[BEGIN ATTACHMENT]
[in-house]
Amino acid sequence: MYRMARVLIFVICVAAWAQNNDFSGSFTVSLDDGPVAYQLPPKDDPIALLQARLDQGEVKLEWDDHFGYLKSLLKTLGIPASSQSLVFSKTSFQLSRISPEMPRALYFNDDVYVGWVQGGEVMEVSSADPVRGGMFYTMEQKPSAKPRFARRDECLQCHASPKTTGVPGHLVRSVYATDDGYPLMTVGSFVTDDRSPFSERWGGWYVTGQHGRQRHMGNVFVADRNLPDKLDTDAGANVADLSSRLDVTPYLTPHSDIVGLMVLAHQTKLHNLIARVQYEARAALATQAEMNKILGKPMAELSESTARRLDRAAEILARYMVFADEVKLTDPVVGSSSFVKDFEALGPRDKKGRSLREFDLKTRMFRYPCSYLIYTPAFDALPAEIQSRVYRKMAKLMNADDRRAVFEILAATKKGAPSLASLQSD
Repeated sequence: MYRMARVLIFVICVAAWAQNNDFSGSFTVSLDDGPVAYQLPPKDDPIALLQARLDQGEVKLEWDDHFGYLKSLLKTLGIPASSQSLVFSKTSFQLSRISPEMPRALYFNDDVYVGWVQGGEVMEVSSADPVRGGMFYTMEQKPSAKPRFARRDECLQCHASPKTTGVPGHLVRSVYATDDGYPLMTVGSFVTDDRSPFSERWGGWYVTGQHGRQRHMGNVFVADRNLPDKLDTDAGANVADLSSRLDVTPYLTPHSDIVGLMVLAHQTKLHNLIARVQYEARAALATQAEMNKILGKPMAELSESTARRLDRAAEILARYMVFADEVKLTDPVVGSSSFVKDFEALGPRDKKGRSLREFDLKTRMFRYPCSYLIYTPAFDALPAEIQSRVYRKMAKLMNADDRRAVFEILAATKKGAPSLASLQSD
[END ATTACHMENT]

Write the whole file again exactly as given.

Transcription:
[in-house]
Amino acid sequence: MYRMARVLIFVICVAAWAQNNDFSGSFTVSLDDGPVAYQLPPKDDPIALLQARLDQGEVKLEWDDHFGYLKSLLKTLGIPASSQSLVFSKTSFQLSRISPEMPRALYFNDDVYVGWVQGGEVMEVSSADPVRGGMFYTMEQKPSAKPRFARRDECLQCHASPKTTGVPGHLVRSVYATDDGYPLMTVGSFVTDDRSPFSERWGGWYVTGQHGRQRHMGNVFVADRNLPDKLDTDAGANVADLSSRLDVTPYLTPHSDIVGLMVLAHQTKLHNLIARVQYEARAALATQAEMNKILGKPMAELSESTARRLDRAAEILARYMVFADEVKLTDPVVGSSSFVKDFEALGPRDKKGRSLREFDLKTRMFRYPCSYLIYTPAFDALPAEIQSRVYRKMAKLMNADDRRAVFEILAATKKGAPSLASLQSD
Repeated sequence: MYRMARVLIFVICVAAWAQNNDFSGSFTVSLDDGPVAYQLPPKDDPIALLQARLDQGEVKLEWDDHFGYLKSLLKTLGIPASSQSLVFSKTSFQLSRISPEMPRALYFNDDVYVGWVQGGEVMEVSSADPVRGGMFYTMEQKPSAKPRFARRDECLQCHASPKTTGVPGHLVRSVYATDDGYPLMTVGSFVTDDRSPFSERWGGWYVTGQHGRQRHMGNVFVADRNLPDKLDTDAGANVADLSSRLDVTPYLTPHSDIVGLMVLAHQTKLHNLIARVQYEARAALATQAEMNKILGKPMAELSESTARRLDRAAEILARYMVFADEVKLTDPVVGSSSFVKDFEALGPRDKKGRSLREFDLKTRMFRYPCSYLIYTPAFDALPAEIQSRVYRKMAKLMNADDRRAVFEILAATKKGAPSLASLQSD